Variant issue 2    back to issue list


Oi! Millican!

Michael Donaghy

The National Review of Live Art made a welcome, if unscheduled return to Glasgow in late October/ November 96. The event had been planned for elsewhere, but due to problems with the venue or funding, the honour fell to Glasgow. The venues which filled the gap at fairly short notice: The Arches, Bar 10, The Old Fruitmarket, Glasgow School of Art, Tramway, The CCA and the GFT are to be lauded.
That's most of the lauding done for the moment. Firstly, a funny thing which happened on the way to the 'theatre'. This writer made his long anticipated and scheduled visit on the 1st of November. Variant had arranged for press passes for the last three days, to be left in his name at the box office of the Arches, the main venue. Having come from beyond Oban he presented himself at the booth, but there seemed to have been some kind of mistake - there were no tickets under that name, nor 'Variant'. The supervisor knew nothing either, but went off to find a man-who-did. Muggins is left throwing glances at the ceiling but batting them down with his eyebrows. "Huh! Administration, eh?" "Aye", says the doorman. "No", said the man-who-knew, who'd appeared in the lobby beside them. There was no mistake or administrative error, there were no tickets for him, and no entry without them. He acknowledged though, that arrangements had been made with New Moves, the organisers, but went on:
"Since the arrangements had been made, the director, Nikki Millican has reconsidered and has decided to withdraw the offer of complementary tickets because of difficulties she has with Variant's editorial policy."
While his gast was being thus flabbered, salient points jockied for position:
(a) What had Variant's editorial policy to do with any of its contributors?
(b) Might she not have informed Variant and the writer, saving him a journey?
(c) You tell me this?
Fully flabbered, he ventured to remark that since he had come so far he was going to write something, and so far it could only be about this encounter. The man-who-knew shrugged. Point (a), he said, was nothing to do with him, he was only following instructions. point (b) was regrettable, but was nothing to do with him. On point(c), however, he was only following instructions - but it did seem regrettable. The writer must understand that the man-who-knew had no leeway. He agreed that it was ironic that the locally based organisation's local/national event was not to be covered by the local/national art magazine, but see answers (a), (b), (c).
Unaccountably getting miffed now, he took the writer down a peg or two by revealing that, so tight were the restrictions on tickets that even the artists had to have them, so who was he to be treated so differently? The man-who-knew wouldn't clarify whether they paid for them, as implied, or if (as it turned out), artists were given tickets for the benefit of temporary staff who might not recognise them. At any rate, he rendered the matter redundant with his clincher, a fine example of the appeal to obscurity:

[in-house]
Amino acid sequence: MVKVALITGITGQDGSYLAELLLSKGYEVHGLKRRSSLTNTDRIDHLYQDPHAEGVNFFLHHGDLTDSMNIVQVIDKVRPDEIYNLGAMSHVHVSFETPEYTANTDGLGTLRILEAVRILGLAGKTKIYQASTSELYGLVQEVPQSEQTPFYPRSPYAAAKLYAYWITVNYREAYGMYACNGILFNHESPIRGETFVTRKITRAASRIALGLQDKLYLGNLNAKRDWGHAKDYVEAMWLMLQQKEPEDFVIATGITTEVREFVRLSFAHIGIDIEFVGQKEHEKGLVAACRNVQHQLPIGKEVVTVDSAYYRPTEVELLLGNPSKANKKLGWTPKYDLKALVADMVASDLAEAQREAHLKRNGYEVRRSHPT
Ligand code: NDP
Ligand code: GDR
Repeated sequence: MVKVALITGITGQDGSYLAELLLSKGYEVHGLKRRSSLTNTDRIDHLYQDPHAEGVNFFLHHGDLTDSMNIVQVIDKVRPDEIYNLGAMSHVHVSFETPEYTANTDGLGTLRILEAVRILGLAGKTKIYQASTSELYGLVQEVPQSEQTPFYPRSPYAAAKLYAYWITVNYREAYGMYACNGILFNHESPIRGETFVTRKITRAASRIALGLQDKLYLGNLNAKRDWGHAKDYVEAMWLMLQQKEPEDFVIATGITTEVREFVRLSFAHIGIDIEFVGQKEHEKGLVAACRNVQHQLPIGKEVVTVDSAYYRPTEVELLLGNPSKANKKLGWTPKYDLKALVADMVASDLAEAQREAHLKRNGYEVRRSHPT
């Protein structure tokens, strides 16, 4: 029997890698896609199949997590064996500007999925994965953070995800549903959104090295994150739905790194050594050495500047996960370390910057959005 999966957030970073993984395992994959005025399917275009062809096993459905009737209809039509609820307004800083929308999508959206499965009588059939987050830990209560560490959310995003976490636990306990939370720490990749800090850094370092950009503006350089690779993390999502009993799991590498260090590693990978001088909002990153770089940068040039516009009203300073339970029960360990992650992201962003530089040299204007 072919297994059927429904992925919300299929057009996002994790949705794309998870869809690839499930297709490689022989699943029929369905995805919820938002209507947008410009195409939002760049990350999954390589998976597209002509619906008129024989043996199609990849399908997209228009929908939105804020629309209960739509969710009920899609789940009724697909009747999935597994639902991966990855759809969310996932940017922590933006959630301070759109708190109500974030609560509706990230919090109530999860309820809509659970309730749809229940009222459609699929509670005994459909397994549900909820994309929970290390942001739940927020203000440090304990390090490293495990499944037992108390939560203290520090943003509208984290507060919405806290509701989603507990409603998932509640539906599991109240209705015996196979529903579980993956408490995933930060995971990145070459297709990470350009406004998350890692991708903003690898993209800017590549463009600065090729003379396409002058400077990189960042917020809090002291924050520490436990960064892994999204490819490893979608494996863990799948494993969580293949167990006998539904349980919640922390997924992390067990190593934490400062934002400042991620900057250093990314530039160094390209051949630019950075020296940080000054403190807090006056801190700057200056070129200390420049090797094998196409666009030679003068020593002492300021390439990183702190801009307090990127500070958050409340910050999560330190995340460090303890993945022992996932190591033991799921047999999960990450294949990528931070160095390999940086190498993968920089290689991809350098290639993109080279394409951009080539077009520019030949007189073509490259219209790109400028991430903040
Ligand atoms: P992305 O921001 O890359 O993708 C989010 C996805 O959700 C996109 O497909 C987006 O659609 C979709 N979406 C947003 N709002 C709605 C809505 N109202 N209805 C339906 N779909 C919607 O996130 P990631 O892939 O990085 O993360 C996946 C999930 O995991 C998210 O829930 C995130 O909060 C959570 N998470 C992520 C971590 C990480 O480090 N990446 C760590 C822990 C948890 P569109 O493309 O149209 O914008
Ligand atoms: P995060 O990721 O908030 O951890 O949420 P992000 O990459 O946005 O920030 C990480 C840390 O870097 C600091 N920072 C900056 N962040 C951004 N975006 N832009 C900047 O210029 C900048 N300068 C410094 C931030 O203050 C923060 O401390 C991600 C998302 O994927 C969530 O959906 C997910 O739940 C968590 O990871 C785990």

"Youse are a quarterly, anyway. By the time youse come out the event is over. That's no good to us."
It was pointed out that the 're' in review admitted as much, though the conclusion was specious. A 'preview,' to clear up the misunderstanding, was what Variant had published for the benefit of the NRLA in the previous issue of the magazine - but the man-who-knew was resolute. Nothing could be done; he was bound by standing orders.
With impeccable timing the writer's name was called and a hand descended onto his shoulder. Not the doorman but the Polish artist and curator Wladyslaw Kazmierczac, with whom he has worked in the past and plans to again in the coming year. They hug and do the 'It's good to see ya' bit, then he asks: "Are you coming in to see my performance?" "Eh, apparently not, Wladyk; they don't like the editorial policy of the magazine the review would be for, so they are reneging on their promise of press tickets." The man-who-knew lived up to his moniker by here interjecting that, there was just a possibility that maybe a ticket might be found, which would cover the writer just for this evening, he understood?
Well understood, at least, is how the cover of the gloom of anonymity allows us to carry out the grubbiest of details unconscionably, actions that might instantly shame us in the light of day. For 'light of day' read 'witnessed by East European artist of international standing who is familiar with all the forms that censorship and repression can take.' But all that is besides the point, if close to the bone.
In order to better comprehend New Moves' old move, the writer has been trawling through old Variant editorials in a search for the bogeyman. Could it be this, from the re-launch issue?
"We have resurfaced at a crucial yet not altogether unfamiliar point, which in the interim period of our absence has witnessed this tendency to openly and routinely consign independent and critical voices to silence, developed into something like policy... It is our perception that the current climate seeks to stifle any deviation from the cultural packaging and re-packaging of a benign culture of entertainment."
Or could it be this older bugbear?
"Variant is not concerned with providing the 'institutional' art machine with an approving image of itself...For the establishment of a critical, engaging and diverse culture, lateral links have to be made across media, and opinions need to be expressed and exposed." (Vol. 1 No.16)
Radical stuff indeed. It amounts to a condonation of individual thought and an espousal of free speech. Of course, New Moves objections may well lie elsewhere, and in the interests of free speech and open debate the editors wrote to Nikki Millican (7/11/96), inviting her to outline her objections to Variant's editorial policy, and to explain why the NRLA needed protecting from it, but three months later she has neither replied, declined or acknowledged the letter.